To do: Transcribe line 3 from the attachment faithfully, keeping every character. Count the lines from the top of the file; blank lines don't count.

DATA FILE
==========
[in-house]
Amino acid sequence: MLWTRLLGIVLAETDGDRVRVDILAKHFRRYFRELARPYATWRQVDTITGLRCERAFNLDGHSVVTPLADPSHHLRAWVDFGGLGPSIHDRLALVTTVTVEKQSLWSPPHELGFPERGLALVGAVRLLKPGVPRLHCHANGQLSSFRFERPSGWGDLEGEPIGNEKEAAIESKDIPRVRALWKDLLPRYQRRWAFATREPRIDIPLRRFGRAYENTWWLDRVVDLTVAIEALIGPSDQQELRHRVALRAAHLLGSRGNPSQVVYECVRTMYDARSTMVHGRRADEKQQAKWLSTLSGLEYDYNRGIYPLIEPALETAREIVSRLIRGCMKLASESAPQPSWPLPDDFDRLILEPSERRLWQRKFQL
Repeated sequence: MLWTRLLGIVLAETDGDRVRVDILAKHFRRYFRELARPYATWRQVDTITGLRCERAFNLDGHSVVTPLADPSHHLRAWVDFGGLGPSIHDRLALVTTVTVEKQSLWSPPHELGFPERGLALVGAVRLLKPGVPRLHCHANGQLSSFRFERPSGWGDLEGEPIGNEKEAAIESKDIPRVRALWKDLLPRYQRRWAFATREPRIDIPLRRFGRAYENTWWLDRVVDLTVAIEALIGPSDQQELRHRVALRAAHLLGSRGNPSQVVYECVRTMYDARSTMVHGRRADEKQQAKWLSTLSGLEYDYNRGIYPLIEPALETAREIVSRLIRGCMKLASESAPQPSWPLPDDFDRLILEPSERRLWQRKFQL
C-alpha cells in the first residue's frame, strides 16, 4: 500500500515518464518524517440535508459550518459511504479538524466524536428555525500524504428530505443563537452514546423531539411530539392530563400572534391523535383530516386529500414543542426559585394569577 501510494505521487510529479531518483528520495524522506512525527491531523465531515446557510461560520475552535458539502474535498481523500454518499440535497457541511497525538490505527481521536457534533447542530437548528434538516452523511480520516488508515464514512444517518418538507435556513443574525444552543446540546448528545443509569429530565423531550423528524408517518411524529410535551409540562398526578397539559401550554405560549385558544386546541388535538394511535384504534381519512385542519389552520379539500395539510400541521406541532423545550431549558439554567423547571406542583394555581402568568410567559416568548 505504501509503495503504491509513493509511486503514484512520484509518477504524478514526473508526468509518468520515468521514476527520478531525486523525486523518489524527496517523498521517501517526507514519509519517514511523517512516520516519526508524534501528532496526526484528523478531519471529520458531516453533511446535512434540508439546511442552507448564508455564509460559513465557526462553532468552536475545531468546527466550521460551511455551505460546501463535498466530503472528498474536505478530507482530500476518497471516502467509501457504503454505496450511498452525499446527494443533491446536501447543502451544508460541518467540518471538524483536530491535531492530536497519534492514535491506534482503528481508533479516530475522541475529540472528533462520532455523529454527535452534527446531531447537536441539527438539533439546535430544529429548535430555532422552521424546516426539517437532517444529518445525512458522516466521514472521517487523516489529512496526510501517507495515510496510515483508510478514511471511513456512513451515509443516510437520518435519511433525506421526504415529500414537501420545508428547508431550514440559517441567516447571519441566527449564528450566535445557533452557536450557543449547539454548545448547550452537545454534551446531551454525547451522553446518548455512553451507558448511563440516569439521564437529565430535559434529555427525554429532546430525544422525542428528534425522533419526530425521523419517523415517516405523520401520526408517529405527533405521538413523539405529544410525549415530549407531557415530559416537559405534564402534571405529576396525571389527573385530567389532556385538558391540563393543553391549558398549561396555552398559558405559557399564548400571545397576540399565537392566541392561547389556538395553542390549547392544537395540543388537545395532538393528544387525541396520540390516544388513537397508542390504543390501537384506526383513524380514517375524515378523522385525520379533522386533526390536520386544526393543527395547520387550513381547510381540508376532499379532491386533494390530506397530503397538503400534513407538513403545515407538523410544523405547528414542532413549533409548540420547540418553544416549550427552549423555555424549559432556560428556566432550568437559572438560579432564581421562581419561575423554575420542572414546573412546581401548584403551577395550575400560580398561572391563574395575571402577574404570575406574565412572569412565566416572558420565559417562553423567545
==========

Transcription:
Repeated sequence: MLWTRLLGIVLAETDGDRVRVDILAKHFRRYFRELARPYATWRQVDTITGLRCERAFNLDGHSVVTPLADPSHHLRAWVDFGGLGPSIHDRLALVTTVTVEKQSLWSPPHELGFPERGLALVGAVRLLKPGVPRLHCHANGQLSSFRFERPSGWGDLEGEPIGNEKEAAIESKDIPRVRALWKDLLPRYQRRWAFATREPRIDIPLRRFGRAYENTWWLDRVVDLTVAIEALIGPSDQQELRHRVALRAAHLLGSRGNPSQVVYECVRTMYDARSTMVHGRRADEKQQAKWLSTLSGLEYDYNRGIYPLIEPALETAREIVSRLIRGCMKLASESAPQPSWPLPDDFDRLILEPSERRLWQRKFQL